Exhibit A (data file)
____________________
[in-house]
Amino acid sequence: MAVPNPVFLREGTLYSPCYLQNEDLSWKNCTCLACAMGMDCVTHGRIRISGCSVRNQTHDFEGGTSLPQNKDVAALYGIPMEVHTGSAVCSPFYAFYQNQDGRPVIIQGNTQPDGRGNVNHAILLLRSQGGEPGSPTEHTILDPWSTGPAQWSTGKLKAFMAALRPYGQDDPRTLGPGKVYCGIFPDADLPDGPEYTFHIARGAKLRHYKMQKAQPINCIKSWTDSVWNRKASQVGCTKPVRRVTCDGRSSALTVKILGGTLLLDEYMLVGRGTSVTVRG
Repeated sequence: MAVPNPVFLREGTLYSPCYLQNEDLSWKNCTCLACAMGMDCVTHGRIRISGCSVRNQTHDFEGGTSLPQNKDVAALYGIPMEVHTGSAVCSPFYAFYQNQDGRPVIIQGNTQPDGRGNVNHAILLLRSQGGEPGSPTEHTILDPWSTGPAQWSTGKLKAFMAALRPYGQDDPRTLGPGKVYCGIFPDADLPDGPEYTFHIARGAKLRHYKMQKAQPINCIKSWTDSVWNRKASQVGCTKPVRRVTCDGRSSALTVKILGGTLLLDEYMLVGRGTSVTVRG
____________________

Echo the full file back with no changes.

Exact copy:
[in-house]
Amino acid sequence: MAVPNPVFLREGTLYSPCYLQNEDLSWKNCTCLACAMGMDCVTHGRIRISGCSVRNQTHDFEGGTSLPQNKDVAALYGIPMEVHTGSAVCSPFYAFYQNQDGRPVIIQGNTQPDGRGNVNHAILLLRSQGGEPGSPTEHTILDPWSTGPAQWSTGKLKAFMAALRPYGQDDPRTLGPGKVYCGIFPDADLPDGPEYTFHIARGAKLRHYKMQKAQPINCIKSWTDSVWNRKASQVGCTKPVRRVTCDGRSSALTVKILGGTLLLDEYMLVGRGTSVTVRG
Repeated sequence: MAVPNPVFLREGTLYSPCYLQNEDLSWKNCTCLACAMGMDCVTHGRIRISGCSVRNQTHDFEGGTSLPQNKDVAALYGIPMEVHTGSAVCSPFYAFYQNQDGRPVIIQGNTQPDGRGNVNHAILLLRSQGGEPGSPTEHTILDPWSTGPAQWSTGKLKAFMAALRPYGQDDPRTLGPGKVYCGIFPDADLPDGPEYTFHIARGAKLRHYKMQKAQPINCIKSWTDSVWNRKASQVGCTKPVRRVTCDGRSSALTVKILGGTLLLDEYMLVGRGTSVTVRG